College division football is, well, it's different.
Instead of practicing the day before a game. Marietta Coach Joe McDuniel might order a full-scale picnic.
Puget Sound players are motivated by ballads describing the hard work and good times of north-woods lumberjacks.
The roar of passing freight trains causes half a dozen extra time-outs during games at Cornell College.
The recruiting budget at Elizabeth City is $200.
The equipment manager at Norwich is 92 years old.
In his 22 years at Luther, Coach Edsel Schweizer has never dropped a player.
But if college division teams are small, it is a matter of degree, not intensity. Between them; the NCAA and the NAIA preside over 600 "small colleges," providing for championship competition in four different divisions. And curiously, even though major-college football considers playoffs unwieldy, if not unimaginable, all the smalls determine their champions in precisely that fashion. The NCAA Division II and III winners last season were Louisiana Tech (12-1) and Wittenberg (12-0). The NAIA titlists were Abilene Christian (11-1) and Northwestern of Iowa (12-0).
Five teams in particular are expected to play decisive roles in championship competition. Abilene Christian is strong again, even though the Wildcats have lost NAIA total-offense and passing leader Clint Longley. They have not lost Tailback Wilbert Montgomery. Despite missing one game and not starting until the fifth week, Montgomery scored 37 touchdowns last year to break the school's career record in his freshman season. He rushed for 1,181 yards at a gaudy 6.5 yards per carry. Montgomery's technique may be difficult to stop, but it's easy to describe. "I don't really think about where I'm going," he says. "I just try to find the people in the secondary and run away from them."
It will be impossible to duplicate Longley, who guided the Wildcat offense to 38 points and 478 yards per game. But Quarterback Coach Ted Sitton. who nurtured both Longley and former All-America Jim Lindsey, has a competent man in strong-armed Toby York. Though forced to work with a new batch of receivers, York does benefit from a veteran offensive line. Seven defensive returnees are led by Middle Guard Chip Martin. Among the new starters is Tackle Raymond Crosier, a quarterback transfer from SMU.
NCAA member Jackson State has a running back it wouldn't let go for all the Wilbert Montgomerys and Archie Griffins in the world. In fact, the Mississippi school is pushing Walter Payton for nothing less than the Heisman Trophy. With more five-touchdown days like the one Payton had against Morris Brown last year he might rate consideration. Certainly, Payton is interested, but there is a little George C. Scott in him. "Yeah, I would like to win it," he says, "but if I did I'd give it back as a gesture to show how small schools have been slighted over the years."
Payton led the NCAA smalls in scoring last season with 24 touchdowns, 13 extra points and one 25-yard field goal. An All-America, he averaged 104 yards per game rushing as the Tigers finished 9-2 and tied for first in the Southwestern Athletic Conference. Unfortunately, not too many Mississippians knew about all this until Governor William Waller stood up and told everyone what a fine job Payton and his teammates had done.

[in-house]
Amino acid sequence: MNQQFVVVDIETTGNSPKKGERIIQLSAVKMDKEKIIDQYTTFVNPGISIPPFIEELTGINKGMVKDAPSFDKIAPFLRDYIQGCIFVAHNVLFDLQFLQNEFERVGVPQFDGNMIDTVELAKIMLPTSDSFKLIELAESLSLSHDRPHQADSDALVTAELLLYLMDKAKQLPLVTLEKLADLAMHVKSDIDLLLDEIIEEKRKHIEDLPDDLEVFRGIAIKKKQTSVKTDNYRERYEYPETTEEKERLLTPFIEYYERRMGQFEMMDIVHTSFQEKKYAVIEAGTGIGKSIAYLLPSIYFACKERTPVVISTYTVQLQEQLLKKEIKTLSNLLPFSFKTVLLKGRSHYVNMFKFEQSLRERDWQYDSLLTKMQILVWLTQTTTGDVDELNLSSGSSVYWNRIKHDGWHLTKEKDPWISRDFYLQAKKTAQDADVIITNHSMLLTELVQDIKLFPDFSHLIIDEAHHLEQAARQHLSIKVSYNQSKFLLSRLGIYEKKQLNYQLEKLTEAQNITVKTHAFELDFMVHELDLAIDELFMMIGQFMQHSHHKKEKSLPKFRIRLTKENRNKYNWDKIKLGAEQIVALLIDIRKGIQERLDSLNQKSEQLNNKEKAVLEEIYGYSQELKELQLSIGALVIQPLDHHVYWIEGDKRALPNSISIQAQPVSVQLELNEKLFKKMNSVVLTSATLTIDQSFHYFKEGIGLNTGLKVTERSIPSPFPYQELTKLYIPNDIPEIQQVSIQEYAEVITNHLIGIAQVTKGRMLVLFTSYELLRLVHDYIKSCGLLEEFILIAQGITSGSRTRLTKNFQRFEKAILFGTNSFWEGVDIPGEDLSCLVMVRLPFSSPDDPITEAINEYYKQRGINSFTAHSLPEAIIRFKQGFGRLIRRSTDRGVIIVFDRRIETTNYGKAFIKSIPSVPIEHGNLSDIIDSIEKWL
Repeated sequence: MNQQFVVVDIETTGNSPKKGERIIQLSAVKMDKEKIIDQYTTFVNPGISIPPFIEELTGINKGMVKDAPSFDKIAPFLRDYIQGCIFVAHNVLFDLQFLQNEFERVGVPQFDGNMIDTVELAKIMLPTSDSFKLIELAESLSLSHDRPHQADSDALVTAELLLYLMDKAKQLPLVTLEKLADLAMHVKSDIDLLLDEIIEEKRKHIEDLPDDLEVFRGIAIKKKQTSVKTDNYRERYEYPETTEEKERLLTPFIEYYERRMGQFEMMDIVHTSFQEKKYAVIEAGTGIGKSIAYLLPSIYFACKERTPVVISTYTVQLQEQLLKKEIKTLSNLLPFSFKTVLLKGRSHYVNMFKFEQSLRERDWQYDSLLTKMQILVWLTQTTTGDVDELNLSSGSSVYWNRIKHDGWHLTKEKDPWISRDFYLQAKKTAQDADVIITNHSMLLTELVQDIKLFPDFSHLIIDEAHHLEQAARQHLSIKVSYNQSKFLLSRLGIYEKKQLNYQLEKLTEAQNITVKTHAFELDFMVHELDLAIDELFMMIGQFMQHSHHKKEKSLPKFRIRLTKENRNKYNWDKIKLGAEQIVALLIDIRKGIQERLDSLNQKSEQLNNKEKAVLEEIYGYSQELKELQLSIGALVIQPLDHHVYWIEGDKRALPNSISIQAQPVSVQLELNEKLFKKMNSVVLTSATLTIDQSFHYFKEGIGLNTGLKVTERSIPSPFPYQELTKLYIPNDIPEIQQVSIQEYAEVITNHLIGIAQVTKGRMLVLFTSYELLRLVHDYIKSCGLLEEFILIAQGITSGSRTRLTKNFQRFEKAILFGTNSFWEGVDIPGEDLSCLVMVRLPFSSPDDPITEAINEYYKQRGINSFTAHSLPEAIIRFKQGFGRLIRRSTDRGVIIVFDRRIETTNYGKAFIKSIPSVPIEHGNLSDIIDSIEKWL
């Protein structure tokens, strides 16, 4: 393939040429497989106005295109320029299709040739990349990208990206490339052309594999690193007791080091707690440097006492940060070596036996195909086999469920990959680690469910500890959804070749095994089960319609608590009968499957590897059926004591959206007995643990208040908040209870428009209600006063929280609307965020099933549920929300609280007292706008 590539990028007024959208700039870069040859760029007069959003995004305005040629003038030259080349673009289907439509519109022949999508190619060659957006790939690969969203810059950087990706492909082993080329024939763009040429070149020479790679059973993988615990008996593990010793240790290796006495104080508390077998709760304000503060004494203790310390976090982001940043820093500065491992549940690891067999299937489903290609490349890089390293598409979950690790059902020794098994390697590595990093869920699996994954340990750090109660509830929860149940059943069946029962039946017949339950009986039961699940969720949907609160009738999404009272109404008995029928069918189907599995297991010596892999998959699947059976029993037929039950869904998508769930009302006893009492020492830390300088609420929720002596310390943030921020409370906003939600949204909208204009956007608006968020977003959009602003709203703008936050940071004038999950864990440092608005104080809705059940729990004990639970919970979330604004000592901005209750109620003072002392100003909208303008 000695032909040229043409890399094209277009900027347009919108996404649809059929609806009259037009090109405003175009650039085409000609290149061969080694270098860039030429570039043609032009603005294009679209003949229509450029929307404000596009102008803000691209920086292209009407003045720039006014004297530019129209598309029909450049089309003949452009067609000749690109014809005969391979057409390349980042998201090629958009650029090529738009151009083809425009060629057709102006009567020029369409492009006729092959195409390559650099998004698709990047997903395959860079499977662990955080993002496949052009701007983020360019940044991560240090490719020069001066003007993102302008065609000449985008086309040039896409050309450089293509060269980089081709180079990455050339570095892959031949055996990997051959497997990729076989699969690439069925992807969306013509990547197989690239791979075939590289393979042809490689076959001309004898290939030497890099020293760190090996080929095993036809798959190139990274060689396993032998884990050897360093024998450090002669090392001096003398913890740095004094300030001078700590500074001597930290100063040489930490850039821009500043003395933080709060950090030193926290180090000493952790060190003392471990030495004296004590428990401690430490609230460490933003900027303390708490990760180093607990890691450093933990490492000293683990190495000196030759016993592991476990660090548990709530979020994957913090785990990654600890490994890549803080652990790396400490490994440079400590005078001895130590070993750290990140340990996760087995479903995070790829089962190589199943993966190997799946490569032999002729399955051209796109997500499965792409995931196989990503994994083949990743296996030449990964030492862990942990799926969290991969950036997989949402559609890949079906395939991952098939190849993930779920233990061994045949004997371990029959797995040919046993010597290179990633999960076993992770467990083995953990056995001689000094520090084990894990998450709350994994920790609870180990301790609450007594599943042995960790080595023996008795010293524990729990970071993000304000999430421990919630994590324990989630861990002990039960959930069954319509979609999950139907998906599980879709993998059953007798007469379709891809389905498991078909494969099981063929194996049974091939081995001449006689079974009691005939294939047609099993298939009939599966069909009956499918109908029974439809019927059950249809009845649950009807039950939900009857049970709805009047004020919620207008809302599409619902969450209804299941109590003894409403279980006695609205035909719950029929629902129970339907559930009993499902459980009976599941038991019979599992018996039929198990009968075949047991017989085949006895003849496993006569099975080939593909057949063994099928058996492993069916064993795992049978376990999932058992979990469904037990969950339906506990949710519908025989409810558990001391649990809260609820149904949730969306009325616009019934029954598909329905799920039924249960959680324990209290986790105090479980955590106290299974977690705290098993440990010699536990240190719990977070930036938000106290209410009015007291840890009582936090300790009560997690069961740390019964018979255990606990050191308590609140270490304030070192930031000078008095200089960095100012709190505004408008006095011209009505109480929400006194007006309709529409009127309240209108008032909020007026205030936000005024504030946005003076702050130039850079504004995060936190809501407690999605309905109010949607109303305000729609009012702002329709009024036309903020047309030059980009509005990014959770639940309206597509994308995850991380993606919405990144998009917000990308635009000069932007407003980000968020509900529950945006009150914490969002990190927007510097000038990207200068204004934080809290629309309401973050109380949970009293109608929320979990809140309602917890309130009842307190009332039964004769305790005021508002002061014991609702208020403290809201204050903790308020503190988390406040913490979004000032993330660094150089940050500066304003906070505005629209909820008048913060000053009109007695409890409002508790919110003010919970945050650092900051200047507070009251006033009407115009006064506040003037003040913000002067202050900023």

Also back are the leading SWAC passer, Jimmy Lewis, and the top receiver, Rodney Phillips. Tackle Jackie Slater heads a veteran line, but the defense needs rebuilding.
McNeese State goes into a potentially murderous regular-season schedule with aplomb. The Cowboys face the winners of the last four national championships. Southland Conference neighbors Louisiana Tech (1973) and Arkansas State (1970) and Eastern independent Delaware (1971 and '72). McNeese lost only three games last year, two by three points and another by two points.
Thirty-seven lettermen return, including Quarterbacks Johnnie Thibodeaux and Glen Moreau, who combined for 1,428 yards and 13 touchdowns. The top receiver is Gary Broussard, and the Cowboys have a fine tailback in Marshall Higginbotham, but Coach Jack Doland is banking most on Tackle James Files. Key defensive personnel include Linebacker Mike Ratcliff, End Eddie Riley and Tackle Chester Clark.
Like McNeese State, Big Sky champion Boise State is still smarting from a narrow loss to Louisiana Tech. The Broncos met up with the Bulldogs in the Division II semifinals and lost 38-34 in the last 12 seconds of play.
Quarterback Jim McMillan once again directs the crushing attack, which averaged 36 points per game and led Division II teams in total offense. McMillan passed for 1,525 yards and 17 touchdowns last season, completing 62% of his tosses. The air game will be helped by the return of top rushers John Smith and Chester Grey. Terry Hutt replaces his All-America brother Don at wide receiver, and the defense is well-stocked in the line and at linebacker.
Though only a Division III team, Wittenberg placed fourth among all small colleges in the final Associated Press poll last year, and Dave Maurer won a Coach of the Year award. Maurer, who has turned out two national champions and three unbeaten teams in his five seasons with the Tigers, should have another powerhouse.
Thirteen starters are back, including 5'5" Tailback Glenn Hendrix, who gained 1,124 yards, and Halfback Bill Reid, who scored 13 touchdowns. Vacancies remain at quarterback and in the offensive line, but at Wittenberg it's the defense that counts.
While compiling 19 consecutive winning seasons—10 of them good enough to capture the Ohio Conference championship—the Tigers have shut out nearly one-fourth of their opponents. All-League selections Antone Strothers (tackle). Rod Ridgeway (end) and Art Thomas (linebacker) will do their best to continue the tradition.